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Little Downham Bishops Palace

Also known as, or recorded in historical documents as;
Tower Farmhouse

In the civil parish of Downham.
In the historic county of Cambridgeshire and the Isle of Ely.
Modern Authority of Cambridgeshire.
1974 county of Cambridgeshire.
Medieval County of county palatine of the Isle of Ely.

OS Map Grid Reference: TL51928420
Latitude 52.43450° Longitude 0.23300°

Little Downham Bishops Palace has been described as a certain Palace.

There are masonry ruins/remnants remains.

This is a Grade 2* listed building protected by law*.


C15 palace of Bishop of Ely. Gatehouse survives as farm outbuilding. Built for Bishop Alcock (1486-1500). Red brick with deeper red brick diaper patterning; plinth coursed in English bond with chamfered limestone band, limestone dressings to quoins and openings. Reroofed with corrugated iron. Possibly of several original storeys, height reduced to two storeys with walls and door jambs in rear elevation of rear wing demolished. South elevation: Pedestrian entrance to left of centre through moulded four-centred arch with panelled overmantel and superimposed crocketed ogee arch enclosing a cock, the rebus of Bishop Alcock. Windows with round-headed- lights, drip moulds and chamfered mullions, two single-light ground floor windows and one three-light window to right hand of entrance; one large five-light window reduced in height at first floor and two single-light windows to right hand. Interior: The original plan was of an entrance hall with guardroom and doorway to staircase from the cross passage with an inner room to the right hand. The end room was possibly tunnel vaulted and the hall has springings for two bays of fan vaulting. The room divisions are repeated at first floor. The Lease of 1746 'with covenant to repair tower said to have been gatehouse... into a good farmhouse'. Bishopsic of Ely Lease Book. Kitchen wing survives as barn, fragments also incorporated into later buildings. (Listed Building Report)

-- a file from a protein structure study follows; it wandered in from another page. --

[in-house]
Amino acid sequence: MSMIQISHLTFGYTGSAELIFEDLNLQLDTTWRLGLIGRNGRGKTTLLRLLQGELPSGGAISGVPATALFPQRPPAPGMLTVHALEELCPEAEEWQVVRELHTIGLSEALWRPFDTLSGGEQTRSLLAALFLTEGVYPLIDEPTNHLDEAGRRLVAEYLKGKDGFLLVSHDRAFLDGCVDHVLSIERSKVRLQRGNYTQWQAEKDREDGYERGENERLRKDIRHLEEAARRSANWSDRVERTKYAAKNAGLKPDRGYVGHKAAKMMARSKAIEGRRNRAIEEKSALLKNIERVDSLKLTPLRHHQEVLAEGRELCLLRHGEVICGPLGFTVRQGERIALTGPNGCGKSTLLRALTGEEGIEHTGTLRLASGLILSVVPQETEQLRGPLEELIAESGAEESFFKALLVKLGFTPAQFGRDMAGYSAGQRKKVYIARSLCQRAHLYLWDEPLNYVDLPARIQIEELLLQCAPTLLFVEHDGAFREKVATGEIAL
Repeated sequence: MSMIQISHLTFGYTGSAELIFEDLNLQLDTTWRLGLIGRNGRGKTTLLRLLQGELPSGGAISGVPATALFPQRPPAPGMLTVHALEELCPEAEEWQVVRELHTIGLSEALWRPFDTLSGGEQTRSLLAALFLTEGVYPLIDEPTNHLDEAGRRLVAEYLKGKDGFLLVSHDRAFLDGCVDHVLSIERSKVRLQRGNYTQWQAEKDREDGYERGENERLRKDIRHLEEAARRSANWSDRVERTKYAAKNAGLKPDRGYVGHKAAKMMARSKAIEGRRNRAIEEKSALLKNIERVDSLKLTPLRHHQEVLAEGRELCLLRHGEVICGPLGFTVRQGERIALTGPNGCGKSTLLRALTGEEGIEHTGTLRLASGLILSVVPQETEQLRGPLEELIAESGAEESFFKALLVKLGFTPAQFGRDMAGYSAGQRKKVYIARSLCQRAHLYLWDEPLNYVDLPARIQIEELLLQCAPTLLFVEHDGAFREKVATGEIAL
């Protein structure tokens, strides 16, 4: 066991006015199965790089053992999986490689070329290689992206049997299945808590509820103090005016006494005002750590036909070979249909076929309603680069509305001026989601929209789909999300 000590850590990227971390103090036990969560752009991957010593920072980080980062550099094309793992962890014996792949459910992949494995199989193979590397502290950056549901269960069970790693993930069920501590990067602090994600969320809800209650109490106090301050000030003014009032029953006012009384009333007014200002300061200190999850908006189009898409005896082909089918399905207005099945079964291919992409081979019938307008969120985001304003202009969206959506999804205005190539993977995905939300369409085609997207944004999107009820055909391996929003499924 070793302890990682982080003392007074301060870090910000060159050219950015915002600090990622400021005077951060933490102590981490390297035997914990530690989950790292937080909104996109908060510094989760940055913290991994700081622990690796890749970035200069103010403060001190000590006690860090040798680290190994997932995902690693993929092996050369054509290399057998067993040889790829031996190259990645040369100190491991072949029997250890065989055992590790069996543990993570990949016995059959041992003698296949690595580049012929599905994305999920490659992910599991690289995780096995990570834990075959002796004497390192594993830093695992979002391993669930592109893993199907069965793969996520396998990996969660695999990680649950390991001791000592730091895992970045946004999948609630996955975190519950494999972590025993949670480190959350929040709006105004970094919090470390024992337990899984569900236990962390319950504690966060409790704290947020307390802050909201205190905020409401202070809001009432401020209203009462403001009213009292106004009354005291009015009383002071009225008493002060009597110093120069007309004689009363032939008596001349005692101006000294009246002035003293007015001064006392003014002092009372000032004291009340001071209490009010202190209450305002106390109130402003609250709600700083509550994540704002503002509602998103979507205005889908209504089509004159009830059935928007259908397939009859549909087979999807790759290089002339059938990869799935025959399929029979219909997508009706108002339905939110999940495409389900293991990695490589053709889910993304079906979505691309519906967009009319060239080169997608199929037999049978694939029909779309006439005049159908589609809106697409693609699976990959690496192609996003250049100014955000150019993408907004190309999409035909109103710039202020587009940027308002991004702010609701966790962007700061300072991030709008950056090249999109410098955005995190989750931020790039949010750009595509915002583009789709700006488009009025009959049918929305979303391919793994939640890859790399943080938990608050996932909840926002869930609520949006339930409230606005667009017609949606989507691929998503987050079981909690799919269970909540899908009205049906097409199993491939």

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Sources of information, references and further reading
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*The listed building may not be the actual medieval building, but a building on the site of, or incorporating fragments of, the described site.
This record last updated 26/07/2017 09:19:31

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